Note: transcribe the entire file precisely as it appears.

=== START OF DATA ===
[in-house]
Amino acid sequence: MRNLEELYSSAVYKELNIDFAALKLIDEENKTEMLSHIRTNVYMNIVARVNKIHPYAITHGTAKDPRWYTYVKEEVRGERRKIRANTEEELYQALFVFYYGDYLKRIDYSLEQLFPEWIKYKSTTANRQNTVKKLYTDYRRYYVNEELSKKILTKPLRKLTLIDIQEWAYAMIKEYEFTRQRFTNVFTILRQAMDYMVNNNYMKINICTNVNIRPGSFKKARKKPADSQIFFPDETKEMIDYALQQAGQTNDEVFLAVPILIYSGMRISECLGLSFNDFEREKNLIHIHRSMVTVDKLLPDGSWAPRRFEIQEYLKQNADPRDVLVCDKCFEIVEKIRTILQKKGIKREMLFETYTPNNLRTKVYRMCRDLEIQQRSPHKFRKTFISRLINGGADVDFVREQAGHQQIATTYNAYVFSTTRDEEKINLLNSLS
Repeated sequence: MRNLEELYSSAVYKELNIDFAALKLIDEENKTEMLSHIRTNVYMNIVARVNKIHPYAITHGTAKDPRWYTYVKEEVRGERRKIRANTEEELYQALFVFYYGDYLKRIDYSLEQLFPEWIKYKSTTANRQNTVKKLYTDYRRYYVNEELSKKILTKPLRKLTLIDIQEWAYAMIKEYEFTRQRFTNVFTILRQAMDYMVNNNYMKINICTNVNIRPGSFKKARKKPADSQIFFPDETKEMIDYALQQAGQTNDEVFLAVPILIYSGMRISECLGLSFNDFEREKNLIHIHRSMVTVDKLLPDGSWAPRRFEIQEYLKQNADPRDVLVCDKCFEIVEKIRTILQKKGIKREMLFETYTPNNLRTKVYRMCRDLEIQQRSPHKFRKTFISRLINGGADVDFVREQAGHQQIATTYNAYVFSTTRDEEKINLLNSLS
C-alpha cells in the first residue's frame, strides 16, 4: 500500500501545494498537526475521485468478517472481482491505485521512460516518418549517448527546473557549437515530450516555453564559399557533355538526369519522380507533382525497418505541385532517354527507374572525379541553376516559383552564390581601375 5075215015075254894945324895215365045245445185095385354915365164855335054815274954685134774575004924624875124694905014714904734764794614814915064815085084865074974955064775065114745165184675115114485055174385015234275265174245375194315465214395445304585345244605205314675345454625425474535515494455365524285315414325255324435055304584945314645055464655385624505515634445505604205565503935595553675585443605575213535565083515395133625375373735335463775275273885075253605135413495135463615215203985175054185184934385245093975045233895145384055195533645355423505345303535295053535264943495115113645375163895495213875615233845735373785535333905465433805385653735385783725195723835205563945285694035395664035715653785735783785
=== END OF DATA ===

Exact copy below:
[in-house]
Amino acid sequence: MRNLEELYSSAVYKELNIDFAALKLIDEENKTEMLSHIRTNVYMNIVARVNKIHPYAITHGTAKDPRWYTYVKEEVRGERRKIRANTEEELYQALFVFYYGDYLKRIDYSLEQLFPEWIKYKSTTANRQNTVKKLYTDYRRYYVNEELSKKILTKPLRKLTLIDIQEWAYAMIKEYEFTRQRFTNVFTILRQAMDYMVNNNYMKINICTNVNIRPGSFKKARKKPADSQIFFPDETKEMIDYALQQAGQTNDEVFLAVPILIYSGMRISECLGLSFNDFEREKNLIHIHRSMVTVDKLLPDGSWAPRRFEIQEYLKQNADPRDVLVCDKCFEIVEKIRTILQKKGIKREMLFETYTPNNLRTKVYRMCRDLEIQQRSPHKFRKTFISRLINGGADVDFVREQAGHQQIATTYNAYVFSTTRDEEKINLLNSLS
Repeated sequence: MRNLEELYSSAVYKELNIDFAALKLIDEENKTEMLSHIRTNVYMNIVARVNKIHPYAITHGTAKDPRWYTYVKEEVRGERRKIRANTEEELYQALFVFYYGDYLKRIDYSLEQLFPEWIKYKSTTANRQNTVKKLYTDYRRYYVNEELSKKILTKPLRKLTLIDIQEWAYAMIKEYEFTRQRFTNVFTILRQAMDYMVNNNYMKINICTNVNIRPGSFKKARKKPADSQIFFPDETKEMIDYALQQAGQTNDEVFLAVPILIYSGMRISECLGLSFNDFEREKNLIHIHRSMVTVDKLLPDGSWAPRRFEIQEYLKQNADPRDVLVCDKCFEIVEKIRTILQKKGIKREMLFETYTPNNLRTKVYRMCRDLEIQQRSPHKFRKTFISRLINGGADVDFVREQAGHQQIATTYNAYVFSTTRDEEKINLLNSLS
C-alpha cells in the first residue's frame, strides 16, 4: 500500500501545494498537526475521485468478517472481482491505485521512460516518418549517448527546473557549437515530450516555453564559399557533355538526369519522380507533382525497418505541385532517354527507374572525379541553376516559383552564390581601375 5075215015075254894945324895215365045245445185095385354915365164855335054815274954685134774575004924624875124694905014714904734764794614814915064815085084865074974955064775065114745165184675115114485055174385015234275265174245375194315465214395445304585345244605205314675345454625425474535515494455365524285315414325255324435055304584945314645055464655385624505515634445505604205565503935595553675585443605575213535565083515395133625375373735335463775275273885075253605135413495135463615215203985175054185184934385245093975045233895145384055195533645355423505345303535295053535264943495115113645375163895495213875615233845735373785535333905465433805385653735385783725195723835205563945285694035395664035715653785735783785